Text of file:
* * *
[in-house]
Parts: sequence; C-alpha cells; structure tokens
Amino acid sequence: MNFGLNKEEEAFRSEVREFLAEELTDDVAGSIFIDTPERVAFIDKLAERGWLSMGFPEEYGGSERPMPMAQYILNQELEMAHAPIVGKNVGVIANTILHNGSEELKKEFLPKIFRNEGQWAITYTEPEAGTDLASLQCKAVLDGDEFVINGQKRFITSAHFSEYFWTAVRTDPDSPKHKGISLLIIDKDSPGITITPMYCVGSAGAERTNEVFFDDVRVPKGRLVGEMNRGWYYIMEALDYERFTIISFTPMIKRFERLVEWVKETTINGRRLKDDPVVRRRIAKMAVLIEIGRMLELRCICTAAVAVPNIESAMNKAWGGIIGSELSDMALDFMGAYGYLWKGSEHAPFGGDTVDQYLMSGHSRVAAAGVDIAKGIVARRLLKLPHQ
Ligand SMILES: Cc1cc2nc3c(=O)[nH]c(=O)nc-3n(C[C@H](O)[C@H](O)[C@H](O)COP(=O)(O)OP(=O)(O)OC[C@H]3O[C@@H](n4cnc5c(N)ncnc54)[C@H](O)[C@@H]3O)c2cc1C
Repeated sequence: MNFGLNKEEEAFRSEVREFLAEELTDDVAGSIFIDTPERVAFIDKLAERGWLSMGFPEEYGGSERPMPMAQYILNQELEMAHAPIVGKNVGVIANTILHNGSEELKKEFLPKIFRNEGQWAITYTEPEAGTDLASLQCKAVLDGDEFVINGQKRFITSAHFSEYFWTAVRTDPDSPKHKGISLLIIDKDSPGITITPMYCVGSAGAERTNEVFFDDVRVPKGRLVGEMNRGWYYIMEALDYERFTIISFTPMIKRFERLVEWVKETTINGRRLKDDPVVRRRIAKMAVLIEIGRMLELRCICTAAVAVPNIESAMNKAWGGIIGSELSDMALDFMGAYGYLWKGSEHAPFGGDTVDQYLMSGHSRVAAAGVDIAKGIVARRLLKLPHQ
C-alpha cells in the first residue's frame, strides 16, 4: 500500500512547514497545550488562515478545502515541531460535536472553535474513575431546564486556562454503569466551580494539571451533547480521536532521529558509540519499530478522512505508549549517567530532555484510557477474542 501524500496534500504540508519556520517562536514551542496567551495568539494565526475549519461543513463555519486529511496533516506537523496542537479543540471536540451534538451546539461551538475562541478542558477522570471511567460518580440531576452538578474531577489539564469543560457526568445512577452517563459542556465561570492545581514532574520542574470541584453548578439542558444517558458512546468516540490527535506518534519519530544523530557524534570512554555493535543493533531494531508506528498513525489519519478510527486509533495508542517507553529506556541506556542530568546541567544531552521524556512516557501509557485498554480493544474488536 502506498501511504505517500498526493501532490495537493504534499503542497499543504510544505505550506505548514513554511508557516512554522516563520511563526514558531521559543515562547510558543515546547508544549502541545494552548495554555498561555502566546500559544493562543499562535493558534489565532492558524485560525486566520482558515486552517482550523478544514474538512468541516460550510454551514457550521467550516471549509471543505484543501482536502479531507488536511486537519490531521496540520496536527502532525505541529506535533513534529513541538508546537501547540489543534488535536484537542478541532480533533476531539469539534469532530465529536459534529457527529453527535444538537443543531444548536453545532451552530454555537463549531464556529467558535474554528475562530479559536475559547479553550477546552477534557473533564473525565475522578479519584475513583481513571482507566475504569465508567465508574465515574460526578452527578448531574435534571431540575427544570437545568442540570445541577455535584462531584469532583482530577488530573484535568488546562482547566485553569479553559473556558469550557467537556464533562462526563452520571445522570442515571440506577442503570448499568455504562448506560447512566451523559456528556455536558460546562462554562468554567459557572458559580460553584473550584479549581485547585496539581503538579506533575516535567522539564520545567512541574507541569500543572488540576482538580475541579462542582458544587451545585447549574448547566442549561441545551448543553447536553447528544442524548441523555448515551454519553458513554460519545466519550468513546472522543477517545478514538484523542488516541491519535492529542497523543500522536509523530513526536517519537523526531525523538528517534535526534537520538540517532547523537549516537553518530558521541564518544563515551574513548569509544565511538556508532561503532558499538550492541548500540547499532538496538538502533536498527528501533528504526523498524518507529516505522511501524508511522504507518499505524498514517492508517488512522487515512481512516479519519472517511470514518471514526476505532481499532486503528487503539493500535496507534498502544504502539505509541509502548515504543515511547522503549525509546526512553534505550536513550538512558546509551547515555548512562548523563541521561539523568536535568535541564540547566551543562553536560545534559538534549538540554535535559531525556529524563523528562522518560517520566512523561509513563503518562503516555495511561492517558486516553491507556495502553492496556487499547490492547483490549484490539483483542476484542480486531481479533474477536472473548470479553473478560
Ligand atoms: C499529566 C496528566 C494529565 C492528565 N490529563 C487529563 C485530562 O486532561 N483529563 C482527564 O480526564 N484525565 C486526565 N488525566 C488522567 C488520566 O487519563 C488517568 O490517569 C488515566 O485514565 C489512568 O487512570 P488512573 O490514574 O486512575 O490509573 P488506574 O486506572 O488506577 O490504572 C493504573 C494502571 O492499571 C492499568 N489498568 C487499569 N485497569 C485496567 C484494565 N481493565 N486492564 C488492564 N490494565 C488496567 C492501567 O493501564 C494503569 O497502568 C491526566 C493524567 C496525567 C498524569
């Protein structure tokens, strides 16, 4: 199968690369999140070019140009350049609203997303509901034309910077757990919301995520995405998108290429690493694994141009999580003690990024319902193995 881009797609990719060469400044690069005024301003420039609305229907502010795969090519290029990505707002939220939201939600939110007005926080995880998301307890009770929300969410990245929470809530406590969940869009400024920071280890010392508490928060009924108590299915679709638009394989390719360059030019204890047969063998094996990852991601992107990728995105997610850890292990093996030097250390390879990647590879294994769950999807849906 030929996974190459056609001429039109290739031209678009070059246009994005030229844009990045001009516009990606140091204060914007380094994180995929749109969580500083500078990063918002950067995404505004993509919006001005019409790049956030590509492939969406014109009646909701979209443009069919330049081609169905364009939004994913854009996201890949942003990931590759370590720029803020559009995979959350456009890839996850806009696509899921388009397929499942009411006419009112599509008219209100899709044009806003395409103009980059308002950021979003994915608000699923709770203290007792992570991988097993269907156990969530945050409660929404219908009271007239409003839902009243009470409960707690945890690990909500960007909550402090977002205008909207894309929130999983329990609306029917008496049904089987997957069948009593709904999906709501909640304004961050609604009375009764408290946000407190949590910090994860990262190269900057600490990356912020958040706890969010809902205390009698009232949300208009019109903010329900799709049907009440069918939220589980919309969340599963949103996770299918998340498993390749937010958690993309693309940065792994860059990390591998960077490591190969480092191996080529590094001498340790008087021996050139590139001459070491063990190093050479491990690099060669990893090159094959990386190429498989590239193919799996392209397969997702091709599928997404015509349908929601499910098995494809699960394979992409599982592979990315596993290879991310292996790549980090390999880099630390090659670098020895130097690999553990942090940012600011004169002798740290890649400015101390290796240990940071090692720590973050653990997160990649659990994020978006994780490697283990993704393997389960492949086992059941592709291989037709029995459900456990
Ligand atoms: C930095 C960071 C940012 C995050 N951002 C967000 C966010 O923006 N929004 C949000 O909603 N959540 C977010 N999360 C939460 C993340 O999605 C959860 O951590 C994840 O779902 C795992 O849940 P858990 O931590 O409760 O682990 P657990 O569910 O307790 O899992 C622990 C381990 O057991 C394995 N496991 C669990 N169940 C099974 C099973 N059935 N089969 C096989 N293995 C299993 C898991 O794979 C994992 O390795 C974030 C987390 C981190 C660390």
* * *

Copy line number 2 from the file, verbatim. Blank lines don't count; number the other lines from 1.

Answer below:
Parts: sequence; C-alpha cells; structure tokens